This form of despair consists of not wanting to be a self, really. Actually, it consists of wanting desperately to be someone else. Such a self refuses to take responsibility. Life is but a game of chance. Hence, in the moment of despair, when no help comes, such a person wants desperately to become someone else. And yet a despairer of this kind, whose only wish is this craziest of all crazy transformations – to be someone else – is in love with the fancy that the change can be made as easily as one puts on another coat. Or to put it differently, he only knows himself by his coat. He simply doesn’t know himself. He knows what it is to have a self only in externals. There could hardly be a more absurd confusion, for a self differs precisely, no, infinitely, from those externals.
And what if such a person was able to become somebody else, could put on a new self?
There is the story of a peasant who had come barefoot to town but who made enough money to buy himself a pair of stockings and shoes and still have enough left over to get himself drunk. On his way home in his drunken state he lay down in the middle of the road and fell asleep. A carriage came along, and the coachman shouted to him to move aside or else he would drive over his legs. The drunken peasant woke up, looked down at his legs and, not recognizing them because of the stockings and shoes, said: “Go ahead, they aren’t my legs.” So it is with the immediate person who despairs in weakness of being a true self. It is impossible to draw a picture of him that is not comic.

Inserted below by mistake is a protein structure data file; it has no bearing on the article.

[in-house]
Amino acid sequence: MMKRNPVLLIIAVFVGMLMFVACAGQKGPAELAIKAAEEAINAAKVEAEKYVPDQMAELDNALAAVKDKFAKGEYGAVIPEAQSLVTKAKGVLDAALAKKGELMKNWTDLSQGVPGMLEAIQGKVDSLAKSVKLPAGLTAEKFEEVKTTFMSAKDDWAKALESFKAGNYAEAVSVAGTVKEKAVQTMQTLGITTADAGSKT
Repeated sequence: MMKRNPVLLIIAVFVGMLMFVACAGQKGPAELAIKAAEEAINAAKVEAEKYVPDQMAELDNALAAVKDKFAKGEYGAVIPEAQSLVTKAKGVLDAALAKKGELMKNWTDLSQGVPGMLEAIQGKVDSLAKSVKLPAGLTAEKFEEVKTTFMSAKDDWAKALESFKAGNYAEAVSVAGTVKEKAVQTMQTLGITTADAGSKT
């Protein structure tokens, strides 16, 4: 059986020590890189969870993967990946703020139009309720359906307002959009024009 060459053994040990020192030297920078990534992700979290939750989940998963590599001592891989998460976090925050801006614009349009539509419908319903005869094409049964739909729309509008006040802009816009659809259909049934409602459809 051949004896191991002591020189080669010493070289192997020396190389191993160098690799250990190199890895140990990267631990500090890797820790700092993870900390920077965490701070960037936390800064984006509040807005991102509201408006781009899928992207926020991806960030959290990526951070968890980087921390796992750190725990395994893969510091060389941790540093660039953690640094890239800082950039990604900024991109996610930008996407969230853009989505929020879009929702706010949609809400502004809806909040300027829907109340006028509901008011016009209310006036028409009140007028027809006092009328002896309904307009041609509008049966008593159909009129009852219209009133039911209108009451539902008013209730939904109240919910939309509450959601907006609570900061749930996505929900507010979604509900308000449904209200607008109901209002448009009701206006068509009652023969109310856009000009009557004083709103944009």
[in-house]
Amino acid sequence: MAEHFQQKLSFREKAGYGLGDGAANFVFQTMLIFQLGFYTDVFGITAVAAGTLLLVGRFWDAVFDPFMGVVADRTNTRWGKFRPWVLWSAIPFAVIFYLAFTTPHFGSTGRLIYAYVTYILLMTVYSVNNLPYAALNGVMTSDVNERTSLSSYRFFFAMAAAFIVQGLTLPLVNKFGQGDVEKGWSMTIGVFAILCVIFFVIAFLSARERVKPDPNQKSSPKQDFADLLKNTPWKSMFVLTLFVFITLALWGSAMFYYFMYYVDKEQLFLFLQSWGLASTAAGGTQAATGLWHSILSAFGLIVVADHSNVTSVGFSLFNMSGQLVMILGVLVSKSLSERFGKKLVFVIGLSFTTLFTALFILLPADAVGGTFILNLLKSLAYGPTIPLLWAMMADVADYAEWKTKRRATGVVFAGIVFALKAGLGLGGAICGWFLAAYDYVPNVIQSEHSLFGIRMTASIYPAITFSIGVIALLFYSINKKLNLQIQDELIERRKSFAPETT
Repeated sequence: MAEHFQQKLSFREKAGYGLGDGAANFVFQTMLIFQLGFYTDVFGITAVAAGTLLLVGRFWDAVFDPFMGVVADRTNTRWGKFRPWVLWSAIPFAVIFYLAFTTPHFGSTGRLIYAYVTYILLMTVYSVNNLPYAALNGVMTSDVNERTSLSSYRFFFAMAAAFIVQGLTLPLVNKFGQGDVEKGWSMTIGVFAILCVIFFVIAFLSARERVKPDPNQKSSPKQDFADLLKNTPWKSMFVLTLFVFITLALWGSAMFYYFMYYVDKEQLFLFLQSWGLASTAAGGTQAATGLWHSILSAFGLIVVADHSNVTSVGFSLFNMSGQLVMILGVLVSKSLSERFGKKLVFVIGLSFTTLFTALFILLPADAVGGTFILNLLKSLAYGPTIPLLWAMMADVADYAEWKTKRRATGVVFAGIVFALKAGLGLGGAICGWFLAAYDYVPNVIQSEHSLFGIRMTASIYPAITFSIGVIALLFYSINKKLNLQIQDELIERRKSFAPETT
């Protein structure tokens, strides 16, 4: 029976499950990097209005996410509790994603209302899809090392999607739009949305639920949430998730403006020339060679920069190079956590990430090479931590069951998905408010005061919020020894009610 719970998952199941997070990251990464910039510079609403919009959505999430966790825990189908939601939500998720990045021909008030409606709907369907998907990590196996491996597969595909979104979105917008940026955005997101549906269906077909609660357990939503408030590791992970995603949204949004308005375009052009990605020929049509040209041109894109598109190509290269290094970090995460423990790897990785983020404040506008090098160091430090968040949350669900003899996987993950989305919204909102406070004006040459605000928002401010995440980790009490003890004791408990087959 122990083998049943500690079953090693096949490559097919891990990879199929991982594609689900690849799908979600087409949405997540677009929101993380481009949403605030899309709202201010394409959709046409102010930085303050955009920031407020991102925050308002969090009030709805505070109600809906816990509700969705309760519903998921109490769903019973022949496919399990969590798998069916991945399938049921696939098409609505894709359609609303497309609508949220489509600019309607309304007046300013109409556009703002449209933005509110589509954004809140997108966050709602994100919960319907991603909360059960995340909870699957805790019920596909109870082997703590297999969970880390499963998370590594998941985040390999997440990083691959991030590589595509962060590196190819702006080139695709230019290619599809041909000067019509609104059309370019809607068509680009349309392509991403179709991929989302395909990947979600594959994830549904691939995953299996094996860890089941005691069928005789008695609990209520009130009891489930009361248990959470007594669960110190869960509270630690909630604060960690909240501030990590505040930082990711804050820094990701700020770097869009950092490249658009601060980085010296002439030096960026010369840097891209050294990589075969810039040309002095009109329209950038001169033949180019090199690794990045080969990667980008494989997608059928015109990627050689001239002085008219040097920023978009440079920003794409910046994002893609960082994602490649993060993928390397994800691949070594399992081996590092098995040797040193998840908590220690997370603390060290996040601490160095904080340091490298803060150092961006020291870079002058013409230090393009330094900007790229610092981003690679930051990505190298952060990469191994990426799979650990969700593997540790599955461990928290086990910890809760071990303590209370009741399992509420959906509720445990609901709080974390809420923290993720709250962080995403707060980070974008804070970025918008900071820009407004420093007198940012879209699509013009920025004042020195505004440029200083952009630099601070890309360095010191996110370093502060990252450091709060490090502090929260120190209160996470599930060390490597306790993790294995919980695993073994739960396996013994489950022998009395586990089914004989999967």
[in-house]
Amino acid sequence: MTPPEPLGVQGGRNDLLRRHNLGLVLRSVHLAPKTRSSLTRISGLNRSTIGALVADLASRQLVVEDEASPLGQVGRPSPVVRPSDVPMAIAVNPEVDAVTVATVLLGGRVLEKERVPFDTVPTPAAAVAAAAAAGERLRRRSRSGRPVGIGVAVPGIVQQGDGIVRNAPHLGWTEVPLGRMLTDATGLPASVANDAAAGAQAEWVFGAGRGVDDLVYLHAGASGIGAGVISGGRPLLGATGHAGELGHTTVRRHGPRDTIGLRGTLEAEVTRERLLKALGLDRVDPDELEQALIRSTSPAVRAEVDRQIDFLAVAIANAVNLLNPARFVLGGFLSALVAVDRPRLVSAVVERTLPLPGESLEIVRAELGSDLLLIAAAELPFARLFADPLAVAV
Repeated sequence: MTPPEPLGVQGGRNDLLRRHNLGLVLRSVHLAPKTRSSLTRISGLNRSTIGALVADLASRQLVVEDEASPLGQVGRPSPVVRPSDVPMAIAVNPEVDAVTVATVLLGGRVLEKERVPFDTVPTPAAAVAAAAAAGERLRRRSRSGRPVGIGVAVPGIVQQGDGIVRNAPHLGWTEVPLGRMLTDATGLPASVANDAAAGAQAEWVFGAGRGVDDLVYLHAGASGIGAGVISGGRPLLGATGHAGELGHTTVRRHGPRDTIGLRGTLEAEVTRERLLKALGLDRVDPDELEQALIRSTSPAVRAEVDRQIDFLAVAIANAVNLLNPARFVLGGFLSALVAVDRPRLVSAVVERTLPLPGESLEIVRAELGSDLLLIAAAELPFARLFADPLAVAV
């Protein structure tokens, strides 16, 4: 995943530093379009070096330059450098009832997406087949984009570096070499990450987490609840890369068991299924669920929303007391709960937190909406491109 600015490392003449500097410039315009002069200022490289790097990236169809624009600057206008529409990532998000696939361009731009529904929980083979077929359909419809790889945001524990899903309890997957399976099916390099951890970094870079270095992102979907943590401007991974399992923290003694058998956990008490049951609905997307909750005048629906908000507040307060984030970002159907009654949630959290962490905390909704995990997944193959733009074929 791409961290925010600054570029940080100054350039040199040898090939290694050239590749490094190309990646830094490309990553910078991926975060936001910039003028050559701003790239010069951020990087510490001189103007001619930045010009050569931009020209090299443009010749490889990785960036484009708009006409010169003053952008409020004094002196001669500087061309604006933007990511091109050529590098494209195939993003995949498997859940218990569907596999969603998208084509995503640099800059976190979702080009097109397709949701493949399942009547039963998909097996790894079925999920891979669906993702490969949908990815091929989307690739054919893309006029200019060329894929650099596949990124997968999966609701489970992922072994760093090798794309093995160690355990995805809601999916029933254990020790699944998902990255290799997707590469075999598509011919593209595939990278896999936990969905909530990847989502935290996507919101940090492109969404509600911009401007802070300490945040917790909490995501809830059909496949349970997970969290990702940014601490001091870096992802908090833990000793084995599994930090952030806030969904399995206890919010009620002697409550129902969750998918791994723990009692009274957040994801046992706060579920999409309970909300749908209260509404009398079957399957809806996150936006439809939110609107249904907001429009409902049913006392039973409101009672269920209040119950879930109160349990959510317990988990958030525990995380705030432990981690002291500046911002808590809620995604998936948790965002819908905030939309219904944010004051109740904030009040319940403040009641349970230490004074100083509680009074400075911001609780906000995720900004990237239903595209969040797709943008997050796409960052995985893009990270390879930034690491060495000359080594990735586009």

The Despair of Defiance
Unlike the despair of weakness, the despair of defiance is the despair of wanting in desperation to be oneself. Here despair is conscious of itself as an activity. The self ‘s identity comes not from “outside” but directly from the self. It is rooted in the consciousness of an infinitude, of being related to the infinite, and it is this self the despairer wants to be. In other words, such a self severs itself from any relationship to the power that has established it.
It wants desperately to rule over itself, create itself, make this self what it wants it to be, and determine what it will have and what it will not have. The one who lives in defiance does not truly put on a self, nor does he see his task in his given self. No, by virtue of his own “infinitude” he constructs his own self by himself and for himself.